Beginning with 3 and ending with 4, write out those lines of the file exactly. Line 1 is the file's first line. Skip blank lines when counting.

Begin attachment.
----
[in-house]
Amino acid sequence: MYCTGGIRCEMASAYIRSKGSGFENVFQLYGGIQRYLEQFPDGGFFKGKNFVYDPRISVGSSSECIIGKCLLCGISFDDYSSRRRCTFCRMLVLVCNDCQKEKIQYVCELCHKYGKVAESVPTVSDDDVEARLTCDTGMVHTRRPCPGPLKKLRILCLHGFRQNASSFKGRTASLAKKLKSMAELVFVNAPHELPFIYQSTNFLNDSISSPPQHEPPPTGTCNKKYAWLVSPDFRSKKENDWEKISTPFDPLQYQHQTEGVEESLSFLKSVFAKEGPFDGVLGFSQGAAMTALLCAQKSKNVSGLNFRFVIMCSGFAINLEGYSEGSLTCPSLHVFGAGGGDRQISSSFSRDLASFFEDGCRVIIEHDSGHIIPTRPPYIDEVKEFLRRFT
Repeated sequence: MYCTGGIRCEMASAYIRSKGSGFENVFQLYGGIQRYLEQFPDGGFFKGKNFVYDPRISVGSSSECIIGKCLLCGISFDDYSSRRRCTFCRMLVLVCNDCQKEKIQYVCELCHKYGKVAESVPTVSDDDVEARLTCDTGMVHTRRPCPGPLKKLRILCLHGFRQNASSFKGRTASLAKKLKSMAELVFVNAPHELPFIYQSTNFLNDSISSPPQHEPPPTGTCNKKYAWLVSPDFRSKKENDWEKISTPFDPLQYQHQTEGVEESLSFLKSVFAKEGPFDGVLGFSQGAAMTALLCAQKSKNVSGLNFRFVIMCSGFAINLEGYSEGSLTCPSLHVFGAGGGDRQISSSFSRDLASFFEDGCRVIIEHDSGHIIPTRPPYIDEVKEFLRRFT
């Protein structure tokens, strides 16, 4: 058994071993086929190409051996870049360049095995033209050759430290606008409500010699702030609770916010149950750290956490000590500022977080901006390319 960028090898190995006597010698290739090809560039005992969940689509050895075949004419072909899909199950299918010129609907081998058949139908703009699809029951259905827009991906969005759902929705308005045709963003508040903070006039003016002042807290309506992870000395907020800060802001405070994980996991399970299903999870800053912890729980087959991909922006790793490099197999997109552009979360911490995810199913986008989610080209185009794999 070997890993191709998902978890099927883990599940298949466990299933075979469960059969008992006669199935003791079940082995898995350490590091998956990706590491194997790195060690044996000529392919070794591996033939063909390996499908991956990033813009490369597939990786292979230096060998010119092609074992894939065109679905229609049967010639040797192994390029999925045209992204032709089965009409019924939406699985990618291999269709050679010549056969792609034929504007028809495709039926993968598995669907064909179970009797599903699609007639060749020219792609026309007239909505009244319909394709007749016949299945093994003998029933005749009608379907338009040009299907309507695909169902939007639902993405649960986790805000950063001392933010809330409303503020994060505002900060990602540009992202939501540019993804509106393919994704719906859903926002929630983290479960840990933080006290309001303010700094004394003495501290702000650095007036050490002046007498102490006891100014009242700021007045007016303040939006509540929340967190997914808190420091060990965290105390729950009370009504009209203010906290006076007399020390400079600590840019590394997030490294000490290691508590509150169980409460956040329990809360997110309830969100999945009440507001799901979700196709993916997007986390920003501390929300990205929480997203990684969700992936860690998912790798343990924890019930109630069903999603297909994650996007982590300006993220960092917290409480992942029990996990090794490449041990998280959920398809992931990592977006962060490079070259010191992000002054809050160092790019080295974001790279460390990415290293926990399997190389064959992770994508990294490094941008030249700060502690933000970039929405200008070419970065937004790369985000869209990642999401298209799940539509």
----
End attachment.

Repeated sequence: MYCTGGIRCEMASAYIRSKGSGFENVFQLYGGIQRYLEQFPDGGFFKGKNFVYDPRISVGSSSECIIGKCLLCGISFDDYSSRRRCTFCRMLVLVCNDCQKEKIQYVCELCHKYGKVAESVPTVSDDDVEARLTCDTGMVHTRRPCPGPLKKLRILCLHGFRQNASSFKGRTASLAKKLKSMAELVFVNAPHELPFIYQSTNFLNDSISSPPQHEPPPTGTCNKKYAWLVSPDFRSKKENDWEKISTPFDPLQYQHQTEGVEESLSFLKSVFAKEGPFDGVLGFSQGAAMTALLCAQKSKNVSGLNFRFVIMCSGFAINLEGYSEGSLTCPSLHVFGAGGGDRQISSSFSRDLASFFEDGCRVIIEHDSGHIIPTRPPYIDEVKEFLRRFT
């Protein structure tokens, strides 16, 4: 058994071993086929190409051996870049360049095995033209050759430290606008409500010699702030609770916010149950750290956490000590500022977080901006390319 960028090898190995006597010698290739090809560039005992969940689509050895075949004419072909899909199950299918010129609907081998058949139908703009699809029951259905827009991906969005759902929705308005045709963003508040903070006039003016002042807290309506992870000395907020800060802001405070994980996991399970299903999870800053912890729980087959991909922006790793490099197999997109552009979360911490995810199913986008989610080209185009794999 070997890993191709998902978890099927883990599940298949466990299933075979469960059969008992006669199935003791079940082995898995350490590091998956990706590491194997790195060690044996000529392919070794591996033939063909390996499908991956990033813009490369597939990786292979230096060998010119092609074992894939065109679905229609049967010639040797192994390029999925045209992204032709089965009409019924939406699985990618291999269709050679010549056969792609034929504007028809495709039926993968598995669907064909179970009797599903699609007639060749020219792609026309007239909505009244319909394709007749016949299945093994003998029933005749009608379907338009040009299907309507695909169902939007639902993405649960986790805000950063001392933010809330409303503020994060505002900060990602540009992202939501540019993804509106393919994704719906859903926002929630983290479960840990933080006290309001303010700094004394003495501290702000650095007036050490002046007498102490006891100014009242700021007045007016303040939006509540929340967190997914808190420091060990965290105390729950009370009504009209203010906290006076007399020390400079600590840019590394997030490294000490290691508590509150169980409460956040329990809360997110309830969100999945009440507001799901979700196709993916997007986390920003501390929300990205929480997203990684969700992936860690998912790798343990924890019930109630069903999603297909994650996007982590300006993220960092917290409480992942029990996990090794490449041990998280959920398809992931990592977006962060490079070259010191992000002054809050160092790019080295974001790279460390990415290293926990399997190389064959992770994508990294490094941008030249700060502690933000970039929405200008070419970065937004790369985000869209990642999401298209799940539509």